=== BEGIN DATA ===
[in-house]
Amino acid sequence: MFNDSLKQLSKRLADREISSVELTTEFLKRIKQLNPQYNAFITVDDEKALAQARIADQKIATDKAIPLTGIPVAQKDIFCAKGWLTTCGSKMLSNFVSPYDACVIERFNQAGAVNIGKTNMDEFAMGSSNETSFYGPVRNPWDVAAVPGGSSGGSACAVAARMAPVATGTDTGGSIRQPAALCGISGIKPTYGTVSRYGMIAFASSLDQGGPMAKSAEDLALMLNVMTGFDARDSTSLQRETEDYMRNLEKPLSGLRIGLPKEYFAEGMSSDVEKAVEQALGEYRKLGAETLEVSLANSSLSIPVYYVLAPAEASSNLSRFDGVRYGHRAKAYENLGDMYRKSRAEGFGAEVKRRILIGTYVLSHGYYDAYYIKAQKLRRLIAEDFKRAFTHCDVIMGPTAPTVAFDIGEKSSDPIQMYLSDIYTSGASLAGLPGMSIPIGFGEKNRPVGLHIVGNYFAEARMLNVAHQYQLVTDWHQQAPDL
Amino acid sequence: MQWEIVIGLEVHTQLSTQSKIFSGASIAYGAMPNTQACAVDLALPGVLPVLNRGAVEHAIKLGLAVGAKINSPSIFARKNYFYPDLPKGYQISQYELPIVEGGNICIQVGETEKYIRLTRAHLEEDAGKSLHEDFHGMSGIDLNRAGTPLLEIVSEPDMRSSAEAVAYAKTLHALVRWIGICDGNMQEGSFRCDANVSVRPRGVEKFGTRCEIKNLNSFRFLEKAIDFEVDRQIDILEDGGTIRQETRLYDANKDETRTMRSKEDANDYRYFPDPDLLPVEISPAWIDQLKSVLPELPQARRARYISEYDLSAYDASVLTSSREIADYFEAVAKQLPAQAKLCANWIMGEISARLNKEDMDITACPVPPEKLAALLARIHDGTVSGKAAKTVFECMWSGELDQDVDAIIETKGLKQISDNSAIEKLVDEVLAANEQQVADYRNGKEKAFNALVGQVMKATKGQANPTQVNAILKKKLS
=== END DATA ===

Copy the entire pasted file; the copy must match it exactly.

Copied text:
[in-house]
Amino acid sequence: MFNDSLKQLSKRLADREISSVELTTEFLKRIKQLNPQYNAFITVDDEKALAQARIADQKIATDKAIPLTGIPVAQKDIFCAKGWLTTCGSKMLSNFVSPYDACVIERFNQAGAVNIGKTNMDEFAMGSSNETSFYGPVRNPWDVAAVPGGSSGGSACAVAARMAPVATGTDTGGSIRQPAALCGISGIKPTYGTVSRYGMIAFASSLDQGGPMAKSAEDLALMLNVMTGFDARDSTSLQRETEDYMRNLEKPLSGLRIGLPKEYFAEGMSSDVEKAVEQALGEYRKLGAETLEVSLANSSLSIPVYYVLAPAEASSNLSRFDGVRYGHRAKAYENLGDMYRKSRAEGFGAEVKRRILIGTYVLSHGYYDAYYIKAQKLRRLIAEDFKRAFTHCDVIMGPTAPTVAFDIGEKSSDPIQMYLSDIYTSGASLAGLPGMSIPIGFGEKNRPVGLHIVGNYFAEARMLNVAHQYQLVTDWHQQAPDL
Amino acid sequence: MQWEIVIGLEVHTQLSTQSKIFSGASIAYGAMPNTQACAVDLALPGVLPVLNRGAVEHAIKLGLAVGAKINSPSIFARKNYFYPDLPKGYQISQYELPIVEGGNICIQVGETEKYIRLTRAHLEEDAGKSLHEDFHGMSGIDLNRAGTPLLEIVSEPDMRSSAEAVAYAKTLHALVRWIGICDGNMQEGSFRCDANVSVRPRGVEKFGTRCEIKNLNSFRFLEKAIDFEVDRQIDILEDGGTIRQETRLYDANKDETRTMRSKEDANDYRYFPDPDLLPVEISPAWIDQLKSVLPELPQARRARYISEYDLSAYDASVLTSSREIADYFEAVAKQLPAQAKLCANWIMGEISARLNKEDMDITACPVPPEKLAALLARIHDGTVSGKAAKTVFECMWSGELDQDVDAIIETKGLKQISDNSAIEKLVDEVLAANEQQVADYRNGKEKAFNALVGQVMKATKGQANPTQVNAILKKKLS